New Guidelines for Cervical Cancer Screening

A new set of guidelines for cervical cancer screening in average-risk women (21 years or older) was recently released by the American College of Physicians.

“Recent evidence-based guidelines for screening have refined the approach in an effort to minimize harms and maximize benefits,” said the study’s authors.

“In general, the approach has focused on increasing the age at which to begin screening, lengthening the screening interval, and discontinuing screening in women at low risk for future cervical cancer. Overuse of screening contributes to higher health care costs without improving patient outcomes,” they said.

Some of the recommendations included within the guidelines were:

  • Average-risk women under the age of 21 years should not be screened for cervical cancer.
  • Once average-risk women reach the age of 21 years they should be screened (once every 3 years) with cytology.
  • Average-risk women should not be screened with cytology more frequent than every 3 years.
  • Average-risk women aged 30 years or older—who prefer screening less often than every 3 years—should undergo cytology and HPV testing once every 5 years.
  • Average-risk women younger than 30 years should not have HPV testing performed.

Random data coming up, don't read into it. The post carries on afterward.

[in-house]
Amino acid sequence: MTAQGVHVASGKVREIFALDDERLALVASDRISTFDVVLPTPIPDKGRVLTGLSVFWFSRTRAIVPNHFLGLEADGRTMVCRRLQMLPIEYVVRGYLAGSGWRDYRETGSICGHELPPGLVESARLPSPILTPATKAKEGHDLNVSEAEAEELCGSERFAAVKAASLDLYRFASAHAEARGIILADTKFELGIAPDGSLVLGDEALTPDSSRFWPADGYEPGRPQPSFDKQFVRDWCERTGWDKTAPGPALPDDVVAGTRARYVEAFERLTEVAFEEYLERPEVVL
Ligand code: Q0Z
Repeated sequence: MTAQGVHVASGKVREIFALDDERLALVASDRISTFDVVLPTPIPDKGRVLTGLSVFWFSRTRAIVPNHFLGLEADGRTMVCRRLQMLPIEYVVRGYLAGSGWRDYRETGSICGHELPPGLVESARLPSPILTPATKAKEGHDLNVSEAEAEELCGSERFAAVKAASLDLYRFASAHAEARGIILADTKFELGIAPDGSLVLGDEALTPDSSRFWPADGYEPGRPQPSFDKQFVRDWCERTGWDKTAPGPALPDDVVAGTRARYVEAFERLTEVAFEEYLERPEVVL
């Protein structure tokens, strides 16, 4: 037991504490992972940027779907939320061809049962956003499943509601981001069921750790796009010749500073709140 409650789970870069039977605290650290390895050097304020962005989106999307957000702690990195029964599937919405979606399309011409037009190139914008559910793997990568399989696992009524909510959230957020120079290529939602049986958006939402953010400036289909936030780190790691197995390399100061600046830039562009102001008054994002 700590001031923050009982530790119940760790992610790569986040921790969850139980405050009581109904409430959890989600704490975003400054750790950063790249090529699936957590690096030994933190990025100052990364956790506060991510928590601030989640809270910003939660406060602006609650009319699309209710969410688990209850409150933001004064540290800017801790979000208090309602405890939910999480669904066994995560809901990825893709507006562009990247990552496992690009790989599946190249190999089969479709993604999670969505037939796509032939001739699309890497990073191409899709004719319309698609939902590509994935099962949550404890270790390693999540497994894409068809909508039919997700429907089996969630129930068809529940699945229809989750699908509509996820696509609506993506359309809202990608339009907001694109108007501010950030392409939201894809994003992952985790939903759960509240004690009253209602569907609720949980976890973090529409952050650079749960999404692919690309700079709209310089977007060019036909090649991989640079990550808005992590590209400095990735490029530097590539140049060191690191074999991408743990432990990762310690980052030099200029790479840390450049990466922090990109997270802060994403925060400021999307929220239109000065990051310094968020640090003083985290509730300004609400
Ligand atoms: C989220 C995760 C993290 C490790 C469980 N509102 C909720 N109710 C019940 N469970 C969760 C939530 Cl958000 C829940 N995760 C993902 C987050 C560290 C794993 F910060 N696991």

• Average-risk women older than 65 years should not continue being screened for cervical cancer if they had 3 consecutive, negative cytology results or 2 consecutive, negative cytology with HPV test results within a 10-year period—the most recent test performed within 5 years.
  • Average-risk women of any age should not be screened for cervical cancer if they had a hysterectomy with removal of the cervix.

The recommendations were endorsed by the American Society for Clinical Pathology and supported by the American Congress of Obstetricians and Gynecologists.

The complete guidelines are published in the April issue of Annals of Internal Medicine.

-Michelle Canales Butcher


Sawaya GF, Kulasingam S, Denberg T, Qaseem A. Cervical cancer screening in average-risk women: best practice advice from the clinical guidelines committee of the American College of Physicians. Ann Intern Med. 2015 April [epub ahead of print] doi: 10.7326/M14-2426.